Brazilian culture is happy: multicultural artistic expressions, music, dance, jokes and spontaneity. Meetings on street corners, children playing in the street and parties with music on the squares are all ubiquitous. That is life in Rocinha. People hardly have private space and share the small amount of public space available.

Few people drive a car. Most people walk or take buses, vans or motor taxis.

In less than a square kilometer, you can do your shopping, fix a motorcycle, find a barbershop, buy food, pick up a video, and go to the church or the gym. None of these establishments exceed eight meters of street façade, some occupy only one. Commerce and services are mixed with housing, which primarily occupies floors above the street level. Around 6 o’clock in the afternoon, the neighborhood looks like a shopping mall corridor during the days before Christmas. It’s on the street that old friends meet and the community issues are discussed. Rocinha, like the thousands of other slum areas throughout the world, reveals miserable, inhumane conditions, including poverty, crime and filth at the one hand, and urban vitality among the people and in the streets on the other.

That last part also sounds like the visible homelessness surrounded by high-priced real estate in midtown New York City during the pandemic, as well as some famous West Coast cities now.

I learned all this in order to get a more informed look at a painting included in Viridian Artists’ annual juried show, running through Jan. 28. The exhibition is unusually interesting, but in ways that aren’t sensational. There are small, seemingly minor paintings that stood out for me, work that seems above and beyond whatever else I could find by that artist online. Much of this work is humble but assured and holds the viewer’s attention. I was a member at Viridian a decade ago and had one of my few solo shows there, and I don’t recall seeing work this consistently quietly interesting, as a whole, assembled there in the past.

The entry that inspired me: “Rocinha Series 3 No 1” by Alan Garry. It’s a drone’s eye view of the slum-cum-McDonald’s/drug cartel service region. It works as a geometric abstraction that resolves into a realistic image in seconds as you gaze at it and then recognize the gauzy tree in the lower corner. At that point, everything else sharpens into view and the little dots appear to be caps on smokestacks as the squares become roofs. What seemed to be little boxes afloat on a stream, collected into an eddy near shore, now become randomly arranged homes with almost no space between one and the next. At first, there’s an impersonal anonymity to the image that reflects the poverty, the numberless lives that come and go, unrecognized, beneath the roofs. Yet the energy of the image (it reminded me a bit of Mondrian’s Broadway Boogie Woogie without all his negative space) you sense you are observing a bustling human community from on high. From the air, it seems somehow inviting and beautiful, lively by virtue of the obviously haphazard way in which it has grown upward and outward from the cramped, snaking paths that run through it.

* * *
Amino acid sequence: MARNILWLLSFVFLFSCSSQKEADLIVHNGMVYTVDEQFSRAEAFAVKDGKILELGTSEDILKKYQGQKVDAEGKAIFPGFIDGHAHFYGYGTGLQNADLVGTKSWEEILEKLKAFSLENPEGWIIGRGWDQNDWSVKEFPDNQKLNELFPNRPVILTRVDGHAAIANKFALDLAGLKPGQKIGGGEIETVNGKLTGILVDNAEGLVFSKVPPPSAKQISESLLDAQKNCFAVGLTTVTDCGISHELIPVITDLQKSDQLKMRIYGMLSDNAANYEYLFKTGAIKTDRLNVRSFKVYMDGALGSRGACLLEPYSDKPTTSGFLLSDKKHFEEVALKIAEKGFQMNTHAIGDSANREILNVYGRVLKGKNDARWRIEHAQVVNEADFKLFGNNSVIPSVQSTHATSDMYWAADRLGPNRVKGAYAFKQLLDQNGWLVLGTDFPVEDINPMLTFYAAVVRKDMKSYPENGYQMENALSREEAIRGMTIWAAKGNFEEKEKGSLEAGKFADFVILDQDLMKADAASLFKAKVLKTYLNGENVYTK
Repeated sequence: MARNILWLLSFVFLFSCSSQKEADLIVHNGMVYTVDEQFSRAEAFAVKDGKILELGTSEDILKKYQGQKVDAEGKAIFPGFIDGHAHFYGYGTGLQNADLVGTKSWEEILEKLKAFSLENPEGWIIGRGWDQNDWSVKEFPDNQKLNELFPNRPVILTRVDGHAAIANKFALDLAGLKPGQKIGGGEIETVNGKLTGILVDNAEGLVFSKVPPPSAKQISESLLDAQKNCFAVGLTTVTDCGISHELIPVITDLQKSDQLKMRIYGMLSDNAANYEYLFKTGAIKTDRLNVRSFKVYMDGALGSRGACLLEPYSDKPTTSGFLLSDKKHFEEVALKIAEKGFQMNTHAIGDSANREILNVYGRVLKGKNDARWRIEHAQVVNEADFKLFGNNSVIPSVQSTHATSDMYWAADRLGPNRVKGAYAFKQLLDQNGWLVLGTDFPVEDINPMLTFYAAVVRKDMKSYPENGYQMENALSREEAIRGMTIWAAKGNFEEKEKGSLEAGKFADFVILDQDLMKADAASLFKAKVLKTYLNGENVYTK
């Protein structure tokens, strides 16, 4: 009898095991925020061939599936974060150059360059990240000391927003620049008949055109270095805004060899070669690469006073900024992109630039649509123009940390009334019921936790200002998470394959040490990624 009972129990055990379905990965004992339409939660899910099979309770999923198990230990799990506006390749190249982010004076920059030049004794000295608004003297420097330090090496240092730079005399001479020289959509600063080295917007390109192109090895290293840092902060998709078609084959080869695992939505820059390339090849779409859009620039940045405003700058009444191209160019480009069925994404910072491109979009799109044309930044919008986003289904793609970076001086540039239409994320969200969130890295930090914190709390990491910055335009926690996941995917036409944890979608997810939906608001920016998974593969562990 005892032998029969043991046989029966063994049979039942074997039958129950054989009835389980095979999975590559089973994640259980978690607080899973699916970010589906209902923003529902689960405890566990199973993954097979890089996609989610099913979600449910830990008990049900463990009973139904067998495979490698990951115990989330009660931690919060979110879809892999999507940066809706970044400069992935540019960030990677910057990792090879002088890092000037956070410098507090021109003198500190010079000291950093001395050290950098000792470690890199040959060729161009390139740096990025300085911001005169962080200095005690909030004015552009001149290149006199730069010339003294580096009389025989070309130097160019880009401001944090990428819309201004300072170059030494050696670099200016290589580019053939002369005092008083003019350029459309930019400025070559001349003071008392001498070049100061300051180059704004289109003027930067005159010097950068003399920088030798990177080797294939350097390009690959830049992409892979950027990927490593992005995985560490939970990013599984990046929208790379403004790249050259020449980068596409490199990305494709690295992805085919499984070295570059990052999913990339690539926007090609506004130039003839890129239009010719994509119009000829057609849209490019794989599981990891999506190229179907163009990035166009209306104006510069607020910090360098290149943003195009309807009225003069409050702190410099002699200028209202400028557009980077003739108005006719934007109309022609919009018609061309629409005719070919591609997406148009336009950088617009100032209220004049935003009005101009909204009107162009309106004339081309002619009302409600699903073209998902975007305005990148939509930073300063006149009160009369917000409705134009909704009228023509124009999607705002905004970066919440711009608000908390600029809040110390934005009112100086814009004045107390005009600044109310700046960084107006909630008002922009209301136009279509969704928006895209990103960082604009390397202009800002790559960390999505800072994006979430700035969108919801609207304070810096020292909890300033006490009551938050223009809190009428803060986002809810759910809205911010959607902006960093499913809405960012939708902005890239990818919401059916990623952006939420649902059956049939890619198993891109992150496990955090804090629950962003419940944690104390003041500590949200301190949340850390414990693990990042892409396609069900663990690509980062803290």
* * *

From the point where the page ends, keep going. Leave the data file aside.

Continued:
Other work that stands out: Faux Relic: Humble Things is a diminutive fantasia of insects, ferns, trees and skunk cabbage, a scene fit for the imagination of Durer or Burchfield but looking more like an illustration for Lewis Carroll. It’s illuminated by a hazy light that emanates from a distant horizon behind the big bumblebee floating up from the foliage. The oil-on-linen painting is contained in a frame as intricate as a reliquary, seemingly hand-carved and gilded, adding significantly to the mood of the little painting, where the subject seems less about nature than the state of mind required to dream about nature.  Much has been written about the loss of enchantment in the past century, but this painting does a good job of making it visible again. The frame is an integral part of the image as it is with Howard Hodgkins, though the painting here isn’t extended outward onto the painting with the exception of a cameo image of a bullfrog mounted in the lower frame, like a medallion. It’s a dreamy, eccentric, deeply personal and idiosyncratic piece of work by Kei J. Constantinov.

Another small, extremely modest abstraction, Water Music, by Stephanie Lempres, has the charm of a miniature Milton Avery, a scene assembled with seemingly torn areas of subtle color, mostly gray, yellow and pink. The pink area rules the upper half of the image like a sunset. Brown and gray shards fit together loosely into a patchwork of dunes or hills surrounding a bright yellow path or road that disappears into the distance past a wedge of green, a little wooded valley fed by the watershed from the hills maybe. It’s understated, implying more than it shows, doing just enough to set up the color harmonies and make it all come alive with a hopeful sense of ambient afternoon or morning light, all of it achieved with the simplest, almost childlike collage of flat organic shapes, one spot of color next to another, as Hawthorne put it.

Pen and Alejo, Emily Fisher’s archival inket print of her photographic portrait of a blond child more or less holding hands with his rooster brings to mind Sally Mann and Emmet Gowin’s haunting images of childhood, but in a more formally posed setting. It’s also more colorful and direct, but just as arresting, the rooster’s red crop set against the complementary green background. The juxtaposition of the child’s naked and vulnerable chest against the bird’s full plumage and pointed beak creates a play of opposites that work off the dominant red/green color.

There’s much other work in the show to justify a visit to the gallery, located with a number of other artist-funded galleries that often present intriguing juried exhbitions every year in the same location, at the north end of Chelsea, where Hudson Yards begins.